I decided to share my experience over the last two weeks as well as one from back in August. As the common is wild there are a number of animals that live there but in the last two weeks I saw one I’d never seen before. As I was walking down one of the paths something caught my eye. I went back and on closer inspection saw it to be two large spiders. I’m not sure if they were involved in some sort of mating ritual or a fight but as I was taking photos one of them dropped to the ground and left. I then continued to take photos of the remaining spider until a pack of dogs decided I looked interesting and ran through the bushes where the spiders had been.
The diversity of fynbos plants is extremely high, with over 9000 species of plants occurring in the area, around 6200 of which are endemic, i.e. they do not grow anywhere else in the world. This level of variety is comparable to tropical rainforests or large islands and is unique in a relatively dry continental area. Of the Ericas, 600 occur in the fynbos kingdom, while only 26 are found in the rest of the world. This is in an area of 46,000 km² – by comparison, the Netherlands, with an area of 33,000 km², has 1400 species, none of them endemic. Table Mountain in Cape Town supports 2200 species, more than the entire United Kingdom. Thus, although the Fynbos comprises only 6% of the area of southern Africa, it has half the species on the subcontinent – and in fact has almost 1 in 5 of all plant species in Africa.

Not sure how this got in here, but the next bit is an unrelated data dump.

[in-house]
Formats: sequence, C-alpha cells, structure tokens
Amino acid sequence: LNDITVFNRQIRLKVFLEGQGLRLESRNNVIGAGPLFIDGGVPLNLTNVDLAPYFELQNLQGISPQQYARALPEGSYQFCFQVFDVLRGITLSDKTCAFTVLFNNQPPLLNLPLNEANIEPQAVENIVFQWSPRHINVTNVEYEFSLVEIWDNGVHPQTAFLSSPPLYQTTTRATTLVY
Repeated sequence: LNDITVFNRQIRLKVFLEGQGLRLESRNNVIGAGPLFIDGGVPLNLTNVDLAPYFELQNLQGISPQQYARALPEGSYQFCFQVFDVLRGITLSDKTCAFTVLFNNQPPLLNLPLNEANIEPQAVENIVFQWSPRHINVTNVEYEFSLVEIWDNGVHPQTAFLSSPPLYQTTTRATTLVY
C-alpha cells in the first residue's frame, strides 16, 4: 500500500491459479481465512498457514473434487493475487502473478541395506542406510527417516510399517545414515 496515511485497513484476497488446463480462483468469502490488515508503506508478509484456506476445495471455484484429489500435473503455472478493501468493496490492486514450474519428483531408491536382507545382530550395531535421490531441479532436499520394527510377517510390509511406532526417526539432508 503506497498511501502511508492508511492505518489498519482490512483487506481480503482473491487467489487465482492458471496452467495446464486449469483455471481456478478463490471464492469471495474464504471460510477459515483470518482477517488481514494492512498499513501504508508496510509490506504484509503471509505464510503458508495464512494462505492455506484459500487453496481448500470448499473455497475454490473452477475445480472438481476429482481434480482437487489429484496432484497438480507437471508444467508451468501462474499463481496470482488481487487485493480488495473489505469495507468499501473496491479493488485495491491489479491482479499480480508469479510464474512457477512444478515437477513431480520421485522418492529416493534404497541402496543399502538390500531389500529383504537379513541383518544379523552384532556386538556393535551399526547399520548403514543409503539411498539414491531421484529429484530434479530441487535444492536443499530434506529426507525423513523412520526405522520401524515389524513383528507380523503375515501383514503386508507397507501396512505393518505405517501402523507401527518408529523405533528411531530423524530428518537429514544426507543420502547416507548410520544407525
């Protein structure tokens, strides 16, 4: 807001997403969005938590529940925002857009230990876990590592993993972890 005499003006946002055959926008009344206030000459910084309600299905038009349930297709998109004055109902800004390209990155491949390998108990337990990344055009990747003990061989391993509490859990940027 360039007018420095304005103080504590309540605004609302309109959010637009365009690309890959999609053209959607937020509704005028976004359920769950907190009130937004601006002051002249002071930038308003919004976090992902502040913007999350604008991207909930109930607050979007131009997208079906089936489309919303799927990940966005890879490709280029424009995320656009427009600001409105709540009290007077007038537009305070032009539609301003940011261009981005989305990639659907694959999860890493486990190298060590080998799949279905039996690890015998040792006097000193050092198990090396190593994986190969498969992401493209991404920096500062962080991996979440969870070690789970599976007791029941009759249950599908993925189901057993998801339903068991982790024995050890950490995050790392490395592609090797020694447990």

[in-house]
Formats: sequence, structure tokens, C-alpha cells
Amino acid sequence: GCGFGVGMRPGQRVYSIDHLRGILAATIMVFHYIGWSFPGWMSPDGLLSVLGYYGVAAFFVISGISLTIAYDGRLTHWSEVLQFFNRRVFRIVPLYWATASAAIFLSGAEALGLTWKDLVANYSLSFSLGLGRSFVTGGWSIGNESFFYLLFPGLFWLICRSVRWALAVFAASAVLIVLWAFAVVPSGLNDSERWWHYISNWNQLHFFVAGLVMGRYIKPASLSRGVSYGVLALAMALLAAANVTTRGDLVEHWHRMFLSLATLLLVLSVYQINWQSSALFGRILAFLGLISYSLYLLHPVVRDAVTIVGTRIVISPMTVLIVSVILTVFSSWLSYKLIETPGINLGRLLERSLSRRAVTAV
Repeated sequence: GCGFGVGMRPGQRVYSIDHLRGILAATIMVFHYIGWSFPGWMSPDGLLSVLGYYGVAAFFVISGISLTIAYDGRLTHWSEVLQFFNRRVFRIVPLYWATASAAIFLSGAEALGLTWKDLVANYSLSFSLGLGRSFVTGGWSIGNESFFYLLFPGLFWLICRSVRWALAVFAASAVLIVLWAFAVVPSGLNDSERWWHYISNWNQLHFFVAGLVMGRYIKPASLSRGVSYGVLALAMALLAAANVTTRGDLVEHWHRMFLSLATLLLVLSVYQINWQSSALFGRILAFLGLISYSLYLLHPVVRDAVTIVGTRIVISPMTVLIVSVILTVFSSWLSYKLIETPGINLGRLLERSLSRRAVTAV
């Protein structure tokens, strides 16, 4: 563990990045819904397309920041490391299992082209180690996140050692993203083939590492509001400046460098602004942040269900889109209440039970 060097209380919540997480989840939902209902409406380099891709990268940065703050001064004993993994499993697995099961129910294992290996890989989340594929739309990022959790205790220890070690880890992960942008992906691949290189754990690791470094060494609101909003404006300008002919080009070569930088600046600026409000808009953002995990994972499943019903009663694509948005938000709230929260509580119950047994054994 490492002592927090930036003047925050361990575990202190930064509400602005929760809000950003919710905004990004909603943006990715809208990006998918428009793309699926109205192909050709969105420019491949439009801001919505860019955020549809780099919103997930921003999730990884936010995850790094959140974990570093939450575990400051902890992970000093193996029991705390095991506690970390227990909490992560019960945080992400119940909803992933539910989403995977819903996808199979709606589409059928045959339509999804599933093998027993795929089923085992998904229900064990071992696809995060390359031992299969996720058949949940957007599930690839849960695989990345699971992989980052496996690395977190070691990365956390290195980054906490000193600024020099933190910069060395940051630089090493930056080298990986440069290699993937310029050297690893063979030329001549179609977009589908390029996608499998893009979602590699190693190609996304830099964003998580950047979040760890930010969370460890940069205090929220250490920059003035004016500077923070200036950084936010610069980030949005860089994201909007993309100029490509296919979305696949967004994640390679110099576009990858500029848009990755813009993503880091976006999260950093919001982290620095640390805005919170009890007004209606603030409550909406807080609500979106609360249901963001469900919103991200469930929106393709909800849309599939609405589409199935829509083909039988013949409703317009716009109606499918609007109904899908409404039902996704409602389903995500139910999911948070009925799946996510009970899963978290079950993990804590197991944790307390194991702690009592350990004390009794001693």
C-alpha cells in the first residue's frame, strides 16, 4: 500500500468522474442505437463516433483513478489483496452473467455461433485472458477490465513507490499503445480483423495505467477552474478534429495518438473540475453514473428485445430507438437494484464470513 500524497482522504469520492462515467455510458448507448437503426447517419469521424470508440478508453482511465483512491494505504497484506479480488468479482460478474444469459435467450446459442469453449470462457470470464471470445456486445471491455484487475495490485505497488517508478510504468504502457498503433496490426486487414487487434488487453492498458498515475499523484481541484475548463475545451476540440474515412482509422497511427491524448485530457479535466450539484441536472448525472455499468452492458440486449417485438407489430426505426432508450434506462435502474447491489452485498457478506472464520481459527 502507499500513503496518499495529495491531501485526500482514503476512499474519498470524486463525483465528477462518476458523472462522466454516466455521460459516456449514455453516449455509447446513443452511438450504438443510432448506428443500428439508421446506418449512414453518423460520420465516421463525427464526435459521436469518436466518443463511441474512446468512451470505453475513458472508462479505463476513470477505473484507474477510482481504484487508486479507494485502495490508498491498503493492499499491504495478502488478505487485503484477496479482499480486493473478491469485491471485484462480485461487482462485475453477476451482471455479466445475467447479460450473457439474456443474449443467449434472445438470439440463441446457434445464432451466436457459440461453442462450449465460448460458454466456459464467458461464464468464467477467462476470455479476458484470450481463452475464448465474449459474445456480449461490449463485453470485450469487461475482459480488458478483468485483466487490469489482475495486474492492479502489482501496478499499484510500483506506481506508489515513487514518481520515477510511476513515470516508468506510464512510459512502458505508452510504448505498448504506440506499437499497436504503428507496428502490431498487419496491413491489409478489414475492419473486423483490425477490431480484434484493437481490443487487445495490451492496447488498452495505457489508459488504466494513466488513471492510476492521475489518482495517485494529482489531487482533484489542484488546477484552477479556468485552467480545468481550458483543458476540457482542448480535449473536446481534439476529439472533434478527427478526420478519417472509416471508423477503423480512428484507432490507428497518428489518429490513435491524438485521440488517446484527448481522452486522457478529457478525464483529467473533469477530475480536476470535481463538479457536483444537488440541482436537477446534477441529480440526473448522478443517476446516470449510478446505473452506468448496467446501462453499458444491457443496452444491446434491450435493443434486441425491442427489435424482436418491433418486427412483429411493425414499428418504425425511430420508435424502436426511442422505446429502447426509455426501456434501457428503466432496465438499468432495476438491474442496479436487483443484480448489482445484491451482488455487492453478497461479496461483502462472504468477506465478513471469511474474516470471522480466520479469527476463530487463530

When I got home I tried to identify the spider but the only book of spiders I had was rather small and I am not particularly knowledgeable about spiders. Going mostly from the guide’s description of the spider as having a “shiny, hairless carapace” I decided it was probably some form of trapdoor spider. I saw the same sort of spider again today, though probably not the same individual. I found this quite amazing as I’d never seen them before but now I’ve seen them twice in as many weeks. In any case I tried to measure the spider and estimated the body to be between 20 and 25 millimetres long, though it looked larger. This seems to fit for a trapdoor spider. Furthermore, when I disturbed it, it tucked itself into a hold in the ground. It may be nothing but trapdoor spiders do dig burrows so I’m thinking that’s probably what it was.A few months earlier I was also on the common, that time just after it had rained. It was in August, near the end of winter when the Western Cape, in contrast to the rest of the country, gets most of its rainfall. Although the common has no permanent water feature, after the rain many areas were underwater. What was more interesting was that those puddles were filled with tadpoles! I suspected they might belong to the endangered Western Leopard Toad which lives in the city but looking at it’s breeding habits it seems it would’ve been too early for it’s eggs to have hatched. No matter what they were they must have been waiting for quite a while for the water and hopefully matured fast because those puddles only last a handful of weeks at the most.
You can read about another of my encounters with spiders over here.